The grocery in the small village was crowded Friday afternoon shortly before Shabbat. Among black-clad Hasidim waiting to be served stood four small boys trying to decide which flavor of ice cream to buy.
They chose banana, and one youngster, pale and blue-eyed with long white legs sticking out of his shorts, asked for four banana ice creams.
He spoke in a heavily Russian-accented Hebrew, pronouncing each word carefully but seemingly with confidence.
It was only later, outside the shop, that it became clear that he did not know enough Hebrew to answer simple questions. He had memorized the words to buy ice cream.
The boys, who look healthy, are among 196 children from the Chernobyl area of the Soviet Union brought to Israel in early August for treatment of radiation exposure from the April 1986 nuclear accident.
The grocery they patronized is in Kfar Chabad, a Hasidic settlement near Tel Aviv founded in 1948 by 50 Lubavitch families from Russia. It now numbers close to 600 families, and over 8,000 children live there.
More than 5,000 of them were not born in the village but were “collected” by Chabad activists from broken homes all over Israel.
“When it first became known that we were bringing some 200 children from Chernobyl here, many asked us why we are doing this,” Yossie Raichik, associate director of the Chabad Youth Organization in Israel, told the Jewish Telegraphic Agency.
His organization already had its hands full feeding, clothing, educating thousands of children with many problems, Raichik explained. Now it was adding Soviet children with unknown medical problems.
‘THE REBBE REQUESTS, AND WE ACT’
But “the rebbe requests, and we act,” Raichik said, explaining that the decision to bring the Chernobyl children to Kfar Chabad came from the Lubavitcher rebbe, Rabbi Menachem Mendel Schneerson in New York, where he presides over the worldwide Chabad movement.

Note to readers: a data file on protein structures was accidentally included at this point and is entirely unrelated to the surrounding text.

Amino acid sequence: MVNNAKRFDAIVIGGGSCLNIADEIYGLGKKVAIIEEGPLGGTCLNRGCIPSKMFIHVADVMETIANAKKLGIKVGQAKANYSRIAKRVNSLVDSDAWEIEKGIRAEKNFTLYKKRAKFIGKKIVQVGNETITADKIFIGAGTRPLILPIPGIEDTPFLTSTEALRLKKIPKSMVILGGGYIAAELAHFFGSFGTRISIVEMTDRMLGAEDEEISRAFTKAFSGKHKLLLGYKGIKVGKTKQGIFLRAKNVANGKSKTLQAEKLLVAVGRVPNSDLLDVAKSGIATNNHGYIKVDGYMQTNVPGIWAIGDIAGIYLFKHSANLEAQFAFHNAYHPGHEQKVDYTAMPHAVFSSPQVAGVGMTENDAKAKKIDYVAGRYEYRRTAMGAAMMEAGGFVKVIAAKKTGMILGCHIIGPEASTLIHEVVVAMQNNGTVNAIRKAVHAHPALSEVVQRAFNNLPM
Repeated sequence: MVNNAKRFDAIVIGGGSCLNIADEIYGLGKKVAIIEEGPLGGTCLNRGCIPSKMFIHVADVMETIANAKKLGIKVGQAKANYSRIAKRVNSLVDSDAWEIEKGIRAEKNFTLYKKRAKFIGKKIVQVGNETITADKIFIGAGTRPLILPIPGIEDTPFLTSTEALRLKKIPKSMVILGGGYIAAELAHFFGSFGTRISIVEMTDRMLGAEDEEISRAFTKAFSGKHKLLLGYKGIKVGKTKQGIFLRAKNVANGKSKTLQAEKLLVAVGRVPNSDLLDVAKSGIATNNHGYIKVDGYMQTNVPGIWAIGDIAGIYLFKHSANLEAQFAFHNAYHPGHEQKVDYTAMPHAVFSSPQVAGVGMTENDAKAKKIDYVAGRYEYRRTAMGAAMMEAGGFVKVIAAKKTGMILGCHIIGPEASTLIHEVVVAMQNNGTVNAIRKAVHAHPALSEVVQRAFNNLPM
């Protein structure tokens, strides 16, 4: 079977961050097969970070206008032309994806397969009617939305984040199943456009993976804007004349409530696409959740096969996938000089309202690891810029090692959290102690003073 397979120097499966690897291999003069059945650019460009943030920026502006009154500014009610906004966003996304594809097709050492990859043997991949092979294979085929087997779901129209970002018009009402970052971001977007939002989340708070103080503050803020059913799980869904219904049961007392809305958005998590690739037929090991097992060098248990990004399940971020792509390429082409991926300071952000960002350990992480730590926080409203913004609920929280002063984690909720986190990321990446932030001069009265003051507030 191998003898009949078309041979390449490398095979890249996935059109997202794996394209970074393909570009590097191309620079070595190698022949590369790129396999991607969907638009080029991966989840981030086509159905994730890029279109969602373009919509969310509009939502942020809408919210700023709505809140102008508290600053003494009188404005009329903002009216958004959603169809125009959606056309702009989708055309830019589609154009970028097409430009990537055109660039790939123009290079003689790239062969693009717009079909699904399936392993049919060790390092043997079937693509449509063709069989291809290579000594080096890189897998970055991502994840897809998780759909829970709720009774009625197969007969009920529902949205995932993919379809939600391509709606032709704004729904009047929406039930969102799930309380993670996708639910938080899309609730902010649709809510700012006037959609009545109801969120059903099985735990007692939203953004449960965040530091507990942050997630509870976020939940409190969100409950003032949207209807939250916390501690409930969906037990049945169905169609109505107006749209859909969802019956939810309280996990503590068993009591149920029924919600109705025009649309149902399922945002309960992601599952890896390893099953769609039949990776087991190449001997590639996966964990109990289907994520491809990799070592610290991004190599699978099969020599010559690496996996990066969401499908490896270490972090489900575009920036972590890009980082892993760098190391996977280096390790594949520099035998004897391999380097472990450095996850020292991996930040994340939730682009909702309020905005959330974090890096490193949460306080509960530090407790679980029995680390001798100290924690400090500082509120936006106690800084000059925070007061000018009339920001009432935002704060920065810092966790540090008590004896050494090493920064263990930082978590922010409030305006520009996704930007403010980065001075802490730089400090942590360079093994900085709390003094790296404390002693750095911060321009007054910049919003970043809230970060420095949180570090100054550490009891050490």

Many Jewish parents within 100 miles of Chernobyl turned to Chabad, one of the more established Jewish movements in the Soviet Union, for help in getting their children away after noticing physical changes in their condition.
Diane Rabinovitch, a long-legged, blond 15-year-old from the Byelorussian town of Gomel, who is part of the group, said she feels better after only two weeks in Israel.
“There, in Russia, I had a lot of headaches, all the time. I was much more tired than I am here.
“The only thing that hasn’t changed is that I still don’t see so good, but perhaps even that will change,” she said.
Rabinovitch and her friend Diane Tolkachova, also from Gomel, said they don’t mind having to study in what should have been their summer vacation.
“We like learning Hebrew, Jewish history and preparing for life in Israel,” they said, emphasizing that the radiation is not the only reason they are happy to be in Israel.
“This is our motherland,” Rabinovitch said, adding she always had a feeling the Soviet Union was not.
The girls say they used to celebrate Chanukah, Rosh Hashanah and Yom Kippur with their parents, and although they like learning about the religion, they don’t want to stay at Kfar Chabad when their parents eventually join them.